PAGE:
Meningitis vaccine

This term usually refers to a vaccine used to prevent meningococcal meningitis, an inflammation of the membranes that cover the brain and spinal cord due to bacterial infection by Neisseria meningitidis. The CDC's Advisory Committee on Immunization Practices in 1999 made a unanimous recommendation that college freshmen (there are some 500,000 of them in the U.S.) be vaccinated against this type of bacterial meningitis. A study published in The Journal of the American Medical Association (JAMA 1999;281:1906-1910) showed that college students who live on campus have triple the risk of acquiring meningococcal infection compared with their peers who live off-campus. Among the factors cited for a higher risk of the disease on campus were the relative crowding associated with dormitory residence, alcohol-related behaviors, and exposure to tobacco smoke. The same factors make young adults who are military recruits at higher risk for meningococcal meningitis and provide the basis for recommendations that they, too, receive the vaccine. The vaccine is generally effective against most strains of the bacteria affecting college students in the U.S. (In technical terms, it is about 85% effective against the 4 strains of the bacteria that cause about two-thirds of the cases of meningococcal meningitis among college students). Protection by the vaccine lasts at least 3 years. A booster is not needed in college The vaccine has been well-tested and is safe. Side effects are mild, mainly low fever and pain and tenderness at the site of the immunization for a day or so afterwards. The vaccine is not recommended for the general population because of the low incidence of this type of infection and also because it is not effective against the strains of the bacteria that cause disease among infants and others outside the college age range.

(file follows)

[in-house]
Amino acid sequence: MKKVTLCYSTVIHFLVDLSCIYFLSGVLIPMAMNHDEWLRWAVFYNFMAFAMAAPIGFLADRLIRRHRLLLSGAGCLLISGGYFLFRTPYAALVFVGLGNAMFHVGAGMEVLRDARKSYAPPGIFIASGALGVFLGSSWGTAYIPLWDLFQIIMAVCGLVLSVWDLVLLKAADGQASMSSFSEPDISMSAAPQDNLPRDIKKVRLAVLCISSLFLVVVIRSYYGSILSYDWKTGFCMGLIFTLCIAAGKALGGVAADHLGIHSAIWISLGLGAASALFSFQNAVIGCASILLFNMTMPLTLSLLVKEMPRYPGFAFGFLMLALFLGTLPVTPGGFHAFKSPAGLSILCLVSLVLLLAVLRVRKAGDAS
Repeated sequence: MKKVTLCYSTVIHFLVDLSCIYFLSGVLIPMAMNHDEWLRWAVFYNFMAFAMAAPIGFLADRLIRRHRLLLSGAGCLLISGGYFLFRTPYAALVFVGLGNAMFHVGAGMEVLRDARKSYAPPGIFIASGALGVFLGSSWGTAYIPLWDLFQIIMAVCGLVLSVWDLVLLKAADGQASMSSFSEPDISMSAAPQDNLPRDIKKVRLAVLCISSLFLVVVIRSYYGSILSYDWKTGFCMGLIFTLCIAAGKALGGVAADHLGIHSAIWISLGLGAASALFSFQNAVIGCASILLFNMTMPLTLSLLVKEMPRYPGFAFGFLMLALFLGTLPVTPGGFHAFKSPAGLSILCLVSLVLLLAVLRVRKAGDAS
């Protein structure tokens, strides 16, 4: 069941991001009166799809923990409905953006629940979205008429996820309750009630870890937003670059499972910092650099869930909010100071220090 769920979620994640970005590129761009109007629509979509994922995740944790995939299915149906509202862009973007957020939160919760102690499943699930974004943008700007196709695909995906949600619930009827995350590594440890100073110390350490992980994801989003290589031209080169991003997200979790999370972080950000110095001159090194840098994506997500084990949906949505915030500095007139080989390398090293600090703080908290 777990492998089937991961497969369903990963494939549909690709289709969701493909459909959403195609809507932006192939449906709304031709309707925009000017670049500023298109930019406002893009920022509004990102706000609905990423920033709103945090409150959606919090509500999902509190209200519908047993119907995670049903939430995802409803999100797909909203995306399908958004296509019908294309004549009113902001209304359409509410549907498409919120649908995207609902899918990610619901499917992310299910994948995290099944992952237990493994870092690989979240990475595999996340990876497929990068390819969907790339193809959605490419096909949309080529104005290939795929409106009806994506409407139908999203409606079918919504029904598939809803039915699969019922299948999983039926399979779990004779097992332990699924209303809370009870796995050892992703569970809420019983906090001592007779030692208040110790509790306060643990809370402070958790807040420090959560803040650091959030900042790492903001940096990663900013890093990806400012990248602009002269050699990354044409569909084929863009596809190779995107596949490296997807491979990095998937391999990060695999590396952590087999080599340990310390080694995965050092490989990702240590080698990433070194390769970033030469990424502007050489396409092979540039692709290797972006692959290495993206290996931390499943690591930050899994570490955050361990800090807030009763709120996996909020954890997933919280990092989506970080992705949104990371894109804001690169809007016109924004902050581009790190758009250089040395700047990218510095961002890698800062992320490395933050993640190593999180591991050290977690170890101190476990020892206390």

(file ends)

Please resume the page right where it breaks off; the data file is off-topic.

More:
Medical dictionary. 2011.

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